Located in Studio 9 and 319

This competitive juried residency provides meaningful support to emerging artists who have recently completed formal academic training in the visual arts. It is an opportunity to address the critical post-graduation juncture in an emerging artist’s career.

Residents have three months of exclusive access to a studio in the Art Center. Therein, they can create and sell work, interact with the public, and connect with other arts professionals. It’s an opportunity for professional development, networking, and a chance to define a practice outside of the academic context.

Applications are open to recently graduated students who earned a bachelor’s or master’s art degree from an accredited university. Submissions were accepted from across the U.S., provided artists submit proof of their permanent residence in the area and/or commitment to contributing to the future of the region’s arts scene.

Welcome to the 2023 Post-Grad Residents

Aliana Grace Bailey • January – March
Maryland Institute College of Art
M.F.A. in Community Arts
Website: alianagracebailey.com

Artist Bio

Aliana Grace Bailey was born and raised in Washington, DC. She is a multidisciplinary artist, designer, socially-engaged art practitioner, and passionate advocate for radical self-love, wellness, and healing. Aliana is the founder of vibrant grace studio, where she marries her life passions and identities as the lead artist and designer. She received her BFA from North Carolina A&T State University, where she double-majored, earning a Bachelor of Social Work and a Bachelor of Art in Visual Arts Media Design.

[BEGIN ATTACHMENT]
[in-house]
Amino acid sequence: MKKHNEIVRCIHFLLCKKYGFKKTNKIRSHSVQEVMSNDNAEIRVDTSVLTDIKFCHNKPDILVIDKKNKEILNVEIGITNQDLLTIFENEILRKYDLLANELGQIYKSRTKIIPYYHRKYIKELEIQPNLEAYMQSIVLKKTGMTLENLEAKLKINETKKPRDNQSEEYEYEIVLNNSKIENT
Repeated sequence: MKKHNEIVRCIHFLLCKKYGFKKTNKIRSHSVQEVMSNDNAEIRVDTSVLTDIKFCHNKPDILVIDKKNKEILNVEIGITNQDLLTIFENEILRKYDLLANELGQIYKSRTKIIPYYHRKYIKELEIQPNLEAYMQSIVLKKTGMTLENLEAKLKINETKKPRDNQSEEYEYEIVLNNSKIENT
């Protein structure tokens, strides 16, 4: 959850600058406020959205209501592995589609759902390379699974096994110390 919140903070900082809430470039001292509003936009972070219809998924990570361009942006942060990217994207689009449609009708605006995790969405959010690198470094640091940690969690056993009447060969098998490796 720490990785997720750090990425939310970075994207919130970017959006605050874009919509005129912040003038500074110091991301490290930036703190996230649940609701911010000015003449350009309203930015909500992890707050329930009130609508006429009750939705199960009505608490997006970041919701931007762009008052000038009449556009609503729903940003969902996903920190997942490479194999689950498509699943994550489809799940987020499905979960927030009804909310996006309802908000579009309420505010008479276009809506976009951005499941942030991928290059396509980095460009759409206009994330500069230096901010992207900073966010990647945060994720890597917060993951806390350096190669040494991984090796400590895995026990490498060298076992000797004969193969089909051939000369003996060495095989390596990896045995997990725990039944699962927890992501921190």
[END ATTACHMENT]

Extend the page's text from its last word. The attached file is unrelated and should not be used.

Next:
Artist Statement 

“I focus on deepening connections to love, spirituality, intimacy, and healing. While intimacy is not something to force, it is something that can be intentionally explored, better understood, practiced, celebrated, and strengthened between individuals, ancestral lines, and communities. Intimacy is an essential part of living, loving, survival, and healing. Through fiber, I weave layers of interconnection, comfort, and storytelling.
My artwork is a juxtaposition of beauty, a sense of optimism, at times, traumatic realities. I use art as a means to explore and manifest awareness of self, Black womanhood, the world, and all things sacred to me. My work is bold and warm, quiet, soft, private, and full of details that intimately engage the patient viewer. I have learned that by creating artwork that focuses on self-exploration, gratitude, intuition, and vulnerability—audience members join in the journey. My work embraces artmaking as a vehicle for growth, building closeness, and creating inner peace.”

–Aliana Grace Bailey

Lianna Zaragoza • April – June
The George Washington University,
Corcoran School of the Arts and Design
M.F.A. in Fine Arts
Website: lianna-zaragoza.squarespace.com

Artist Bio

Lianna Zaragoza is an interdisciplinary artist from South Florida and based in Northern Virginia. In her work, natural pigments ground from soil, rocks, and charcoal are transfigured into ephemeral, site-responsive artworks, paintings, and installations. She recontextualizes spaces of belonging by constructing structures found at outdoor gathering sites, like docks and fire pits, within galleries. Her work examines the intersection of geologic, cultural, and temporal conditions which humans have relied upon for generations to build their communities and sense of belonging. She earned an MFA in Studio Arts from the George Washington University’s Corcoran School of the Arts and Design where she was awarded the Morris Louis Art Student Endowment Fellowship, and a BFA in Painting from the University of Florida. Since receiving her MFA, her work has been exhibited across the DMV region, including The Athenaeum, Brentwood Arts Exchange, and Glen Echo Park Partnership for Arts and Culture.